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Abrams (Ph.D. '15) completes second year as faculty member at UMBC
Jasmine Abrams, Ph.D., was one of the first two graduates of the health psychology doctoral program in 2015. She currently serves as assistant professor of psychology (tenure-track) at University of Maryland, Baltimore County, and is co-founder of Research Unlimited with fellow program alumna Michell Pope (Ph.D. '15).
Describe your transition from student to professor.
I am currently two years in. Year one and year two were very different. Year one was easier because my teaching and service requirements were reduced to help with the transition from doctoral student to faculty member. This reduction was greatly appreciated because it was reminiscent of my doctoral student responsibilities. I was able to find my balance with a full teaching load, with service requirements at the departmental and community levels, as well as running research studies, writing grants and providing mentorship to students.
VCU prepared me very well for academia. I’ve never felt caught off guard by any of my responsibilities or roles as a faculty member. I believe it’s because the department's expectations are very high; the students are competitive and are already outperforming their student peers at other institutions, so by the time one is ready for a faculty position, it’s almost a seamless transition. At the faculty level, nothing is different, it’s just more, and the teaching intensifies. It’s a learning curve of understanding how to juggle it all at the same time, as well as beginning new relationships with new people in a new space and a new city. VCU is a university that’s incredibly well-resourced, efficient with a number of processes and able to provide more diverse and abundant funding opportunities that helped prepare me for this transition.
What would you say to a prospective student who is interested in graduate studies in health psychology about this field and its possibilities?
Health psychology allowed me to merge two of my biggest interests – health and psychology. It’s a popular field that has allowed people to realize the value of looking at society’s problems from more than one perspective, and it’s that intersectional, multidisciplinary approach that is gaining popularity. There are a lot of entities gaining value from such a lens.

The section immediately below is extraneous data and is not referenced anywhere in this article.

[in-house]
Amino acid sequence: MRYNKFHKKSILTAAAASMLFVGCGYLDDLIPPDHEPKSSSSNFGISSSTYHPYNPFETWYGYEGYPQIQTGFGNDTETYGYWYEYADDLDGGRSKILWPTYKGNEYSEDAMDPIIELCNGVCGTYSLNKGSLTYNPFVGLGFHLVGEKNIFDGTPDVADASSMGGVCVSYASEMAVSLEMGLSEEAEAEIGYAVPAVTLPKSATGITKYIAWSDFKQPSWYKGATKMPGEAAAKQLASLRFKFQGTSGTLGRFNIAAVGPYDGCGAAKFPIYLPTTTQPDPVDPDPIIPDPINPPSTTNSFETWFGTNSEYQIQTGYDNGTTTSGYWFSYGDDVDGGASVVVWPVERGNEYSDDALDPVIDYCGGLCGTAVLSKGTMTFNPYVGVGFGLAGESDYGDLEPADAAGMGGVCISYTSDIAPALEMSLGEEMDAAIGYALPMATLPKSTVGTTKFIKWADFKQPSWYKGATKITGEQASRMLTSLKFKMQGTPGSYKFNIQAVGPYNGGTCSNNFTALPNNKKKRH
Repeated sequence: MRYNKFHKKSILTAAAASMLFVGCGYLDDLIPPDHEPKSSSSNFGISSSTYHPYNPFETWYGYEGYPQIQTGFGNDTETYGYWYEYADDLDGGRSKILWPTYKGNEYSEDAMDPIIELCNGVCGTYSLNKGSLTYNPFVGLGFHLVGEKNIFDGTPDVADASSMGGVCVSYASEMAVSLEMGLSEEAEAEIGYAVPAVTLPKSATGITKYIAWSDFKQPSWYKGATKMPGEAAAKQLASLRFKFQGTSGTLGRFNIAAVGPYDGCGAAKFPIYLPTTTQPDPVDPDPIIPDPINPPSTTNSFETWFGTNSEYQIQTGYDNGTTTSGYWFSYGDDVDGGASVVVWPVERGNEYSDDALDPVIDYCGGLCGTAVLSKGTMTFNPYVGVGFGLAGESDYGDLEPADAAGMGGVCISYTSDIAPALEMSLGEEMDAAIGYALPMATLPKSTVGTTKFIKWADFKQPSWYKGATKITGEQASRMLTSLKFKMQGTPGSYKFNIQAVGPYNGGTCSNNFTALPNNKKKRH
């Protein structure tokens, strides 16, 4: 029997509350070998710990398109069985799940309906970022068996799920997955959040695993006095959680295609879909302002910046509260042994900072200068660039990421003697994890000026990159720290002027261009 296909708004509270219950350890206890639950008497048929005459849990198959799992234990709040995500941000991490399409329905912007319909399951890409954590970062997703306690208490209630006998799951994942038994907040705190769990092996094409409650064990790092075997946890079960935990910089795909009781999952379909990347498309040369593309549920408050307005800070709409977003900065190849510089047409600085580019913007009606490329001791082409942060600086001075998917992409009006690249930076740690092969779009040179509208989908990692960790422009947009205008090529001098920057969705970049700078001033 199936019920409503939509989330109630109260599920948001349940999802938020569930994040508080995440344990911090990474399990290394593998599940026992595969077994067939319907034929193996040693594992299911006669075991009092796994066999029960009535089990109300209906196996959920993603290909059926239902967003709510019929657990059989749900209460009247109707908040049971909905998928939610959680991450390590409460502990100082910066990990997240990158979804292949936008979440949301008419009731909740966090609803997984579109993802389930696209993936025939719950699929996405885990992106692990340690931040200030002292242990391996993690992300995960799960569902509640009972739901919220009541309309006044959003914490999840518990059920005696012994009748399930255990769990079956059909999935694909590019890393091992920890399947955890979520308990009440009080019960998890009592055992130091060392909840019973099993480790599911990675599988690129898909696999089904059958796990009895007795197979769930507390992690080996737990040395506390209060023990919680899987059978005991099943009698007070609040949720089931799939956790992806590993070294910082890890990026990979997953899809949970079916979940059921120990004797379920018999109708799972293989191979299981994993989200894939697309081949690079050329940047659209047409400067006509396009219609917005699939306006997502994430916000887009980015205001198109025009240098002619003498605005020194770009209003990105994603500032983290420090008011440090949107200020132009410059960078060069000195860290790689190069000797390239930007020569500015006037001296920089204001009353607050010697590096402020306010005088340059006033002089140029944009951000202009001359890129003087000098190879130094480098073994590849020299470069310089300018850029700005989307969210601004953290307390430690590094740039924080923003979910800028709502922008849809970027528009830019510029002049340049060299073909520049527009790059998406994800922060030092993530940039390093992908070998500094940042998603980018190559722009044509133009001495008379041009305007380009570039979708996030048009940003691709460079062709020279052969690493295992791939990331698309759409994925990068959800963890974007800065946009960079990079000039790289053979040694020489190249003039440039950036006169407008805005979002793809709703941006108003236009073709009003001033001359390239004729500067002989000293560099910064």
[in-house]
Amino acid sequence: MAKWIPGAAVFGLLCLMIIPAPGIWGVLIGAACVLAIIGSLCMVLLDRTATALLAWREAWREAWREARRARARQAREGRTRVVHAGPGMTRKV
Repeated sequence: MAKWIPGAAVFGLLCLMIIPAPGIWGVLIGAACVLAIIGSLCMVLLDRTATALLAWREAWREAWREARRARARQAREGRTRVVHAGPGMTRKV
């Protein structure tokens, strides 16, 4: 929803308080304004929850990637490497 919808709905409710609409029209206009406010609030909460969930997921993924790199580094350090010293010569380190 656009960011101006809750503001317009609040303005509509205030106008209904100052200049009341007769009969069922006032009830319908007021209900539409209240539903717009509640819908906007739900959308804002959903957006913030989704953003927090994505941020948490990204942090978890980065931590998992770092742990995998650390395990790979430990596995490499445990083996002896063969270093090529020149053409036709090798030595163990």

What would you say to a prospective student who is interested in graduate studies in health psychology about VCU’s program?
For prospective graduate students interested in health psychology, make sure you are able to define your research area of focus well and are able to become an expert in it. Prepare yourself early so you are competitive and so you are prepared for and can take advantage of what the experience can offer. Make sure you are academically strong, and are open to feedback and gaining experience as a part of a research team. Focus your efforts on the dissemination of research before you get to graduate school. Touch base with faculty members whose research you are interested in before applying to introduce yourself and to ensure they are taking students. Don’t apply to graduate programs with the mentality that you hope someone takes you. If you are going to spending four to six years with a faculty mentor, you need to be sure you are going to get the experience you will need in order to excel after you graduate.
What else would you like to share?
Skills you learn as a doctoral student are transferable skills. The VCU Department of Psychology rears students to be academics, which is great for individuals who are interested in the academy, but these skills can be utilized in a number of different capacities beyond academia—at private and public institutions, hospital settings, in governmental agencies, tech companies and entrepreneurial endeavors. In addition to working in academia, Michell Pope, Ph.D., and I launched Research Unlimited, a fast-growing, Richmond-area startup that provides research assistance to academic researchers, nonprofits and businesses. We specialize in the recruitment of "hard to reach" populations, community engagement and program evaluation.
I’d also like to speak to the importance of balance. I think graduate school is a place where it’s hard to both achieve balance and to find models for what it looks like. It’s a journey I’ve been on, and one to which I encourage people to dedicate themselves throughout their graduate careers and beyond. Ask yourself, “What are my personal goals?” Students need to find ways to define boundaries between themselves and their work, as well as to think through the tasks they take on and whether or not these are helping them achieve their goals. Always be willing to reconsider.